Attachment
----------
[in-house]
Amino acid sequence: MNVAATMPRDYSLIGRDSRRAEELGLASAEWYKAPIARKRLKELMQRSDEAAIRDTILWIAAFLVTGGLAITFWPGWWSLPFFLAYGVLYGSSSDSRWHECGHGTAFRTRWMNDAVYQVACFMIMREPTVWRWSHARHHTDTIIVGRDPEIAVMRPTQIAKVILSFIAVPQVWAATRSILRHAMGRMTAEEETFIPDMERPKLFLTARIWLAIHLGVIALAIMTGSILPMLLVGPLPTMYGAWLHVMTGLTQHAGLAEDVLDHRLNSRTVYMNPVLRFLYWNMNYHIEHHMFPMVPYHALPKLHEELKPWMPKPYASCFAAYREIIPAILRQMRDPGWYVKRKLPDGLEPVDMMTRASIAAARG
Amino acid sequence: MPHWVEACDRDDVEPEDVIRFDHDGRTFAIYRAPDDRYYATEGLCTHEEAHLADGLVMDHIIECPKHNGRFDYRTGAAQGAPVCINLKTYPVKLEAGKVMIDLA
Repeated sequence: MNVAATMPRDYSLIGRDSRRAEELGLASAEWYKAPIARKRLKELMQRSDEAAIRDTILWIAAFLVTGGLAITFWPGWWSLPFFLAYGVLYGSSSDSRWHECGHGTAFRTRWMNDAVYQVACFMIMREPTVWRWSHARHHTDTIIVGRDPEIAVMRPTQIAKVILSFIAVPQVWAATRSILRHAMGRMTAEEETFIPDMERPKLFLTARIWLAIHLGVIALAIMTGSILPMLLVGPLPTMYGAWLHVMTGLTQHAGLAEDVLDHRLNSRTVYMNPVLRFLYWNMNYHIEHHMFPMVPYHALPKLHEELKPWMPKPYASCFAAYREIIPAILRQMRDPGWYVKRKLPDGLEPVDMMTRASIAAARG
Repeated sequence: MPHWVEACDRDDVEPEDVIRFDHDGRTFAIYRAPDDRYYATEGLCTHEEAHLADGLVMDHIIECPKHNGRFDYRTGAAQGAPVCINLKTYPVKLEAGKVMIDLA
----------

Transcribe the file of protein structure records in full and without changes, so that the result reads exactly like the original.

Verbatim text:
[in-house]
Amino acid sequence: MNVAATMPRDYSLIGRDSRRAEELGLASAEWYKAPIARKRLKELMQRSDEAAIRDTILWIAAFLVTGGLAITFWPGWWSLPFFLAYGVLYGSSSDSRWHECGHGTAFRTRWMNDAVYQVACFMIMREPTVWRWSHARHHTDTIIVGRDPEIAVMRPTQIAKVILSFIAVPQVWAATRSILRHAMGRMTAEEETFIPDMERPKLFLTARIWLAIHLGVIALAIMTGSILPMLLVGPLPTMYGAWLHVMTGLTQHAGLAEDVLDHRLNSRTVYMNPVLRFLYWNMNYHIEHHMFPMVPYHALPKLHEELKPWMPKPYASCFAAYREIIPAILRQMRDPGWYVKRKLPDGLEPVDMMTRASIAAARG
Amino acid sequence: MPHWVEACDRDDVEPEDVIRFDHDGRTFAIYRAPDDRYYATEGLCTHEEAHLADGLVMDHIIECPKHNGRFDYRTGAAQGAPVCINLKTYPVKLEAGKVMIDLA
Repeated sequence: MNVAATMPRDYSLIGRDSRRAEELGLASAEWYKAPIARKRLKELMQRSDEAAIRDTILWIAAFLVTGGLAITFWPGWWSLPFFLAYGVLYGSSSDSRWHECGHGTAFRTRWMNDAVYQVACFMIMREPTVWRWSHARHHTDTIIVGRDPEIAVMRPTQIAKVILSFIAVPQVWAATRSILRHAMGRMTAEEETFIPDMERPKLFLTARIWLAIHLGVIALAIMTGSILPMLLVGPLPTMYGAWLHVMTGLTQHAGLAEDVLDHRLNSRTVYMNPVLRFLYWNMNYHIEHHMFPMVPYHALPKLHEELKPWMPKPYASCFAAYREIIPAILRQMRDPGWYVKRKLPDGLEPVDMMTRASIAAARG
Repeated sequence: MPHWVEACDRDDVEPEDVIRFDHDGRTFAIYRAPDDRYYATEGLCTHEEAHLADGLVMDHIIECPKHNGRFDYRTGAAQGAPVCINLKTYPVKLEAGKVMIDLA